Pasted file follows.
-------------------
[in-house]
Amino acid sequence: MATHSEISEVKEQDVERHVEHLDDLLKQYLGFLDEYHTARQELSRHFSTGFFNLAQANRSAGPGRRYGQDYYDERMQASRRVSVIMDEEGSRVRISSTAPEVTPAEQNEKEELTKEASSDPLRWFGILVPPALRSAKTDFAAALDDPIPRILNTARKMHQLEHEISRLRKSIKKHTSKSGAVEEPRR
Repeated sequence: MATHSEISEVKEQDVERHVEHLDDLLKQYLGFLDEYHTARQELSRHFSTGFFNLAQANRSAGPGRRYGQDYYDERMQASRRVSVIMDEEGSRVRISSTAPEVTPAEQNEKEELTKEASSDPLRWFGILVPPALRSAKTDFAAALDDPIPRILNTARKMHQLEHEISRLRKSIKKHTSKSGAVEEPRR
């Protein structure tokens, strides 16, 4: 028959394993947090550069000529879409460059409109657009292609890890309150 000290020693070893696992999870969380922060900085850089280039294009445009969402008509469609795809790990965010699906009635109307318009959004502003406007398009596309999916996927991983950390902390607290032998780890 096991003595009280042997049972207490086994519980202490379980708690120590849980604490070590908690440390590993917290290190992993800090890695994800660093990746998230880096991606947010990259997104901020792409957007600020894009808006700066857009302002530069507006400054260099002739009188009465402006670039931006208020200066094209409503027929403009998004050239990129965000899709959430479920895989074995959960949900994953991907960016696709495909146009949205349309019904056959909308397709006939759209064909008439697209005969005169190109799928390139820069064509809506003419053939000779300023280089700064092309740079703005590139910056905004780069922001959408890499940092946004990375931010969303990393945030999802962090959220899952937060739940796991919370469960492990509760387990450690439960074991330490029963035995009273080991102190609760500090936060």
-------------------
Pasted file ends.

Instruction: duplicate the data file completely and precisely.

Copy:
[in-house]
Amino acid sequence: MATHSEISEVKEQDVERHVEHLDDLLKQYLGFLDEYHTARQELSRHFSTGFFNLAQANRSAGPGRRYGQDYYDERMQASRRVSVIMDEEGSRVRISSTAPEVTPAEQNEKEELTKEASSDPLRWFGILVPPALRSAKTDFAAALDDPIPRILNTARKMHQLEHEISRLRKSIKKHTSKSGAVEEPRR
Repeated sequence: MATHSEISEVKEQDVERHVEHLDDLLKQYLGFLDEYHTARQELSRHFSTGFFNLAQANRSAGPGRRYGQDYYDERMQASRRVSVIMDEEGSRVRISSTAPEVTPAEQNEKEELTKEASSDPLRWFGILVPPALRSAKTDFAAALDDPIPRILNTARKMHQLEHEISRLRKSIKKHTSKSGAVEEPRR
């Protein structure tokens, strides 16, 4: 028959394993947090550069000529879409460059409109657009292609890890309150 000290020693070893696992999870969380922060900085850089280039294009445009969402008509469609795809790990965010699906009635109307318009959004502003406007398009596309999916996927991983950390902390607290032998780890 096991003595009280042997049972207490086994519980202490379980708690120590849980604490070590908690440390590993917290290190992993800090890695994800660093990746998230880096991606947010990259997104901020792409957007600020894009808006700066857009302002530069507006400054260099002739009188009465402006670039931006208020200066094209409503027929403009998004050239990129965000899709959430479920895989074995959960949900994953991907960016696709495909146009949205349309019904056959909308397709006939759209064909008439697209005969005169190109799928390139820069064509809506003419053939000779300023280089700064092309740079703005590139910056905004780069922001959408890499940092946004990375931010969303990393945030999802962090959220899952937060739940796991919370469960492990509760387990450690439960074991330490029963035995009273080991102190609760500090936060």